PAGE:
AUSTIN -- Texas National Guard troops have been patrolling the state's border with Mexico since July, but the money to pay for them will run out in March. Several Republican lawmakers gathered Tuesday to say it's too early to send them home.
Since coming under the crosshairs of a massive border surge, apprehensions of undocumented immigrants have fallen from a peak of more than 6,600 per week in June to a steady average of 1,700 per week since September. The number has remained relatively static since then.
"The word got out that Texas was serious about securing our border," Lt. Gov. Dan Patrick (R-Texas) claimed at a Tuesday media conference to discuss the next phase of funding. Border security was a key pillar of Patrick's campaign, and he has vowed to make the issue a top priority in office.
Responding to a surge of children smuggled from Central America, then-Governor Rick Perry ordered 1,000 National Guard troops deployed to the Rio Grande Valley region in July 2014. Tasked primarily with border reconnaissance and providing a "show of force," the troops joined Texas Department of Public Safety (DPS) forces already deployed as part of Operation Strong Safety.
The combined operational cost was estimated at roughly $17 million a month, which Perry said would be paid from unexpended state funds. According to Patrick's office, the deployment was reduced to 200 troops in January 2015. The Texas Military Department estimates 400 to 500 troops would most efficiently serve their operational purpose.
Now the money is running out.
The legislature must decide by March 1 whether to approve more funding or pull out all remaining Texas National Guard troops by March 31. Backed by Republican colleagues in the Texas Senate, Patrick announced Tuesday he was tabling the idea. While crediting the operation for the drop in apprehensions, Patrick warned the border was "not yet secure."
"Because of the success, now is not the time to remove the National Guard from the border," said Patrick, who suggests a $12 million supplemental appropriation will keep the deployment funded through May -- long enough for legislators to approve a full budget which includes a historic $815 million border security package.
It would be enough to keep Texas National Guard troops on the border for another two years.
"We may not need the Guard to stay for the full two years," said Patrick. "We don't know what that strength will be. We leave that up to the professionals in law enforcement, but we have to have the funding in place and we cannot pull back now."
"The long-term plan, of course, is to draw down the Guard and replace them with more DPS officers, but that will take time," Patrick later added.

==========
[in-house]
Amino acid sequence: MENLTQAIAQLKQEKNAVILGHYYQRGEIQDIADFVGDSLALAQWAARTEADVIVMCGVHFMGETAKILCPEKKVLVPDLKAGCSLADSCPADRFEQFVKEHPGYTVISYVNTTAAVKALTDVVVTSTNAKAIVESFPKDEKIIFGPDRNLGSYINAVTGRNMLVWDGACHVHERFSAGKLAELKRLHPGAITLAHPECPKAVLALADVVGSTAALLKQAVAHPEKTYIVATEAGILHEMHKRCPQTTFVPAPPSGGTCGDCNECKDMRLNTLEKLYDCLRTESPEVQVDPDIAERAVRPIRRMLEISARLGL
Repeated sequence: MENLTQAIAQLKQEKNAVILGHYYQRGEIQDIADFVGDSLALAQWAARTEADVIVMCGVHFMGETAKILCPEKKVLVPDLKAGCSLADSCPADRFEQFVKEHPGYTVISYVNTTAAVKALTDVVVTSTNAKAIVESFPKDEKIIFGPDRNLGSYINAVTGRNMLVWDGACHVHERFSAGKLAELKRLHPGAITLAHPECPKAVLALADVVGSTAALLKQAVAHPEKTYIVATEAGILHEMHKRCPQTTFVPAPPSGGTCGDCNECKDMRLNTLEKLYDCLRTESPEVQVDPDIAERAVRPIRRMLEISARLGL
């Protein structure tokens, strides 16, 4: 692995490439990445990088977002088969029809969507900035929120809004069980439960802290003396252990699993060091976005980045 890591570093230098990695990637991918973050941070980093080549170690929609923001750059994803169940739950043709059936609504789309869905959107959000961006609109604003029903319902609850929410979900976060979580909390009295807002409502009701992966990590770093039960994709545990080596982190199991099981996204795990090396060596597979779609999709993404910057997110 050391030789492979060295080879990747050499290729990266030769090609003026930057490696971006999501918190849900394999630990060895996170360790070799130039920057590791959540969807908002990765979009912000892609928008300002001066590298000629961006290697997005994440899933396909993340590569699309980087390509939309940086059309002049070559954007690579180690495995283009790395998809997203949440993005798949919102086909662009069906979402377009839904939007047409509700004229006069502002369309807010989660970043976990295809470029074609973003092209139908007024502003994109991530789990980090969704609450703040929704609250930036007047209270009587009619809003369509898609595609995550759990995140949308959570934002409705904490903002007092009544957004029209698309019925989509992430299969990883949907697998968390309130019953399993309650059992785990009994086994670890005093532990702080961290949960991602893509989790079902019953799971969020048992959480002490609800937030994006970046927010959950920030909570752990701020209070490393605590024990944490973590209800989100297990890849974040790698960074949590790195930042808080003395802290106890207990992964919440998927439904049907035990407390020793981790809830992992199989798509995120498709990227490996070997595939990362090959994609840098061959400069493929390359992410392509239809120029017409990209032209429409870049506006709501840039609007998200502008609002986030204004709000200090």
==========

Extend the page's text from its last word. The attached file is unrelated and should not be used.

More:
Patrick lists cartel crime and the possibility of terrorists crossing the border as major reasons for continuing the surge, and said he expects another surge in crossings in the spring and summer in response to the president's immigration policies.
According to DPS, $139 million in illegal drugs have been seized since the surge began in June 2014, yet only 427 cartel-related arrests have been made since 2007.
"Texas taxpayers are having to bear the brunt of this because the federal government is not doing their job," said Patrick, who left without taking a single question from the dozens of media outlets present for the pitch.
Patrick's counterpart across the rotunda, Texas Speaker Joe Straus (R-San Antonio), responded to the lieutenant governor's request to extend the guard's mission Tuesday afternoon.
"I appreciate Governor Patrick's remarks, but Governor Abbott is the Commander in Chief and he will decide whether to extend the National Guard's deployment," said Straus.
After the press conference, state Sen. Juan "Chuy" Hinojosa (D-McAllen) pointed out that while helpful to an extent, the National Guard isn't allowed to make arrests or carry out the duties of licensed peace officers. He argues state funding would go further if spent on local police and Texas Game Wardens, which perform actual law enforcement activities.
"We can make better use of those funds by focusing on our law enforcement that is effective," said Hinojosa. "At the same time I know the National Guard has certain assets that are very useful in coordination with local enforcement. We want to maximize those assets."
Before a meeting to brief media on an immigrant rights rally scheduled for Wednesday, Alejandro Caseres of the Austin Immigrant Rights Coalition took issue with Patrick's framing of the apprehension numbers.
"They weren't apprehending more people last year, people were turning themselves in because they were seeking refugee status," said Caseres, who added the region's legal residents are also becoming fearful.
"It's a scary situation when they see their borders being militarized and their homes are being militarized, that their constitutional rights are being violated, that they're being pulled over and asked for their documents status," said Caseres. "Some of these folks have been there for generations and generations."
It's a debate we'll be keeping close eyes on.